Tether is the largest of these asset-backed stablecoins. Unfortunately, as Terra collapsed this week Tether took a belting too. It broke free from the peg and dropped to $0.95 on Thursday morning. Considering it is the most important interface between traditional finance and cryptocurrency exchanges, this got people very worried very quickly. More than one commentator asked whether this would be crypto's Lehman Brothers moment. Thankfully during the day Tether climbed back to a respectable $0.98 and Tether's backers took a victory lap saying their solution works because it is backed by real stuff .
But is it? You'll have to take their word for it. Tether executives say their 69,000,000,000 coins are matched by $69,000,000,000 in non-crypto assets (~$24bn in commercial paper, ~$40bn in government bonds, and the rest in corporate bonds, funds, and metals). The company's lawyers promise that all their commercial paper has top marks from credit raters. But an investigation by Businessweek found that huge loans were backed by their Bitcoin holdings and there were a lot of short-term loans to Chinese corporates. As one banker who dealt with Tether said, "It's not a stablecoin, it's a high-risk offshore hedge fund". Perhaps that is why its executives are now the target of a DOJ criminal bank fraud probe.
Janet Yellen certainly isn't happy about any of this. As head of the Fed she was holding meetings trying to work out the financial system's exposure to Tether. Now as Treasury Secretary she has this to say, "I wouldn't characterise it at this scale as a real threat to financial stability, but they're growing very rapidly and they present the same kind of risks that we have known for centuries in connection with bank runs." Not exactly a vote of confidence.
It’s been all of fifteen minutes since the 2020 Presidential Election and now America is back at it! The pollsters are polling, the PACs are packing in dark money, and the candidates are being anything but candid. The early primary skirmishes have provided plenty to talk about. The Pennsylvania wild card Kathy Barnette is one to watch . We’ve got mixed results as to Donald Trump’s hold on the GOP. Inflation is the issue of the election. Gas prices have hit record highs . Places like Midland, Texas are being stretched bare by the worst inflation in the country. Usually in pressing economic times the government would just cut a cheque but there is a sense that the last $1,400 stimulus cheque may have helped kick this crisis along.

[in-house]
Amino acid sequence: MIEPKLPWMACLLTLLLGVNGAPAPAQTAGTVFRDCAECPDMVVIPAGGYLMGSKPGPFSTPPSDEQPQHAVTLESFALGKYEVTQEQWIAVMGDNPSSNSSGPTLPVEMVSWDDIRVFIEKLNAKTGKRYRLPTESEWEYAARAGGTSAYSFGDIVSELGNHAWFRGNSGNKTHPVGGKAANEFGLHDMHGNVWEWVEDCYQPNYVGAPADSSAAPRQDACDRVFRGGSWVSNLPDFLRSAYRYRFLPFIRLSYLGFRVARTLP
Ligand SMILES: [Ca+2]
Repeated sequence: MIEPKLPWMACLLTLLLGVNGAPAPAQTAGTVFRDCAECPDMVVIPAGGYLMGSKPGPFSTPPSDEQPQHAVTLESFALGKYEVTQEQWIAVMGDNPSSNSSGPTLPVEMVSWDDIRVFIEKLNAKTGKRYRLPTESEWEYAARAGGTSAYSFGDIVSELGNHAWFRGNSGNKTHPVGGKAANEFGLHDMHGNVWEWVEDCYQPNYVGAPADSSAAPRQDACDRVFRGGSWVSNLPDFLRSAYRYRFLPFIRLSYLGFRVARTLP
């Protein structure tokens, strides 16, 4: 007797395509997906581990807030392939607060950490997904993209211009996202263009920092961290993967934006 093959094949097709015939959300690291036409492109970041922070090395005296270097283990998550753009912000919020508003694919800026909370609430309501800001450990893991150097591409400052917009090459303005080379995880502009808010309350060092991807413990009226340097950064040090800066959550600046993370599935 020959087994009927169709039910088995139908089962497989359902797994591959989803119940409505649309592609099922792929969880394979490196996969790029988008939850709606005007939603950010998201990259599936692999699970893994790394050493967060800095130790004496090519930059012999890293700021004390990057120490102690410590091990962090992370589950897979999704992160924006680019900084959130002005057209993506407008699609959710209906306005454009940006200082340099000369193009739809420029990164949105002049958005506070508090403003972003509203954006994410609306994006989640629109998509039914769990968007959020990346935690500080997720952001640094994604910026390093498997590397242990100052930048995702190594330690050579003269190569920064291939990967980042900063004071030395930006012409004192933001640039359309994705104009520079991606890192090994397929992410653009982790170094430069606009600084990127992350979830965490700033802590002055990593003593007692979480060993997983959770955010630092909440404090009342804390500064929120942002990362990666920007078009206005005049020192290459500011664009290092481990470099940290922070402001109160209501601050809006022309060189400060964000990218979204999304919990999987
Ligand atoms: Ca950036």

The other key battleground is abortion rights. This has taken precedent over the million Americans killed by Covid-19 , or last year’s 107,000 drug overdose deaths and 20,000 firearm homicide victims . It’s may be front of mind but neither side can quite pin down how it will impact their fortunes. Republicans are concerned that killing Roe may spark a backlash among liberal suburban voters . But Democrats are grappling with a problem of their own making. Aside from their doomed-to-fail Senate bills there is little they can do to stop it. The lame duck incumbent is hardly a convincing sell. As the culture war rages on in the lead up to the midterms we’ll leave you with this piece from The Atlantic to meditate on.
One of the most beloved journalists in the Arab world was slain in Occupied Territories on Wednesday. As always, any coverage of Palestine will be lofted up by different actors as a damning indictment, exculpatory evidence, or flat-out propaganda. To avoid this maelstrom journalists and editors strip down news reports to their least-objectionable components . Action is dampened by passive voices. It's how we get factually correct and largely useless sentences appearing in the press: Shireen Abu Akleh died after being hit in the head by a bullet. Or the headline: Shireen Abu Akleh dies at 51. Both of which sound like a tragic accident at the bullet factory. Words were Shireen's stock and trade during her 25 year career at Al Jazeera. Let's pay homage to her and make better use of them.